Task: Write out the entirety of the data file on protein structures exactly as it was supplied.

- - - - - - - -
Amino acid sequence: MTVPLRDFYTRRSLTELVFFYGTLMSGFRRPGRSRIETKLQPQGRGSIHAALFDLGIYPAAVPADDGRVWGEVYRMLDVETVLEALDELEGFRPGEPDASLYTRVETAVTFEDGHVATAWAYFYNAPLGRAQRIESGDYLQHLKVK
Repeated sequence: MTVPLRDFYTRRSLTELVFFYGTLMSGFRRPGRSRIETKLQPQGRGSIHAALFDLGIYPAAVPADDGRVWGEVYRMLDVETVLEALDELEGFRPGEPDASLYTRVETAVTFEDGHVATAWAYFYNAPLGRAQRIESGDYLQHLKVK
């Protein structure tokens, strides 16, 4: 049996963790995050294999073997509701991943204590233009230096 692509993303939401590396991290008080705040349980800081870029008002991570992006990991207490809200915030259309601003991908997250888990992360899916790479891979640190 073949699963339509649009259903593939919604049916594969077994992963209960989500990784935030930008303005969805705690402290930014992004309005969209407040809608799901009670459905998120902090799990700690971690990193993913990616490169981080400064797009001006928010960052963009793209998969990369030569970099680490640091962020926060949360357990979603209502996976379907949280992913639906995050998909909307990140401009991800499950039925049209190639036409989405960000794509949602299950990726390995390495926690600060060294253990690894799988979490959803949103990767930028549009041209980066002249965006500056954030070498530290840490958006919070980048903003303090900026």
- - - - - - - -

Amino acid sequence: MTVPLRDFYTRRSLTELVFFYGTLMSGFRRPGRSRIETKLQPQGRGSIHAALFDLGIYPAAVPADDGRVWGEVYRMLDVETVLEALDELEGFRPGEPDASLYTRVETAVTFEDGHVATAWAYFYNAPLGRAQRIESGDYLQHLKVK
Repeated sequence: MTVPLRDFYTRRSLTELVFFYGTLMSGFRRPGRSRIETKLQPQGRGSIHAALFDLGIYPAAVPADDGRVWGEVYRMLDVETVLEALDELEGFRPGEPDASLYTRVETAVTFEDGHVATAWAYFYNAPLGRAQRIESGDYLQHLKVK
């Protein structure tokens, strides 16, 4: 049996963790995050294999073997509701991943204590233009230096 692509993303939401590396991290008080705040349980800081870029008002991570992006990991207490809200915030259309601003991908997250888990992360899916790479891979640190 073949699963339509649009259903593939919604049916594969077994992963209960989500990784935030930008303005969805705690402290930014992004309005969209407040809608799901009670459905998120902090799990700690971690990193993913990616490169981080400064797009001006928010960052963009793209998969990369030569970099680490640091962020926060949360357990979603209502996976379907949280992913639906995050998909909307990140401009991800499950039925049209190639036409989405960000794509949602299950990726390995390495926690600060060294253990690894799988979490959803949103990767930028549009041209980066002249965006500056954030070498530290840490958006919070980048903003303090900026």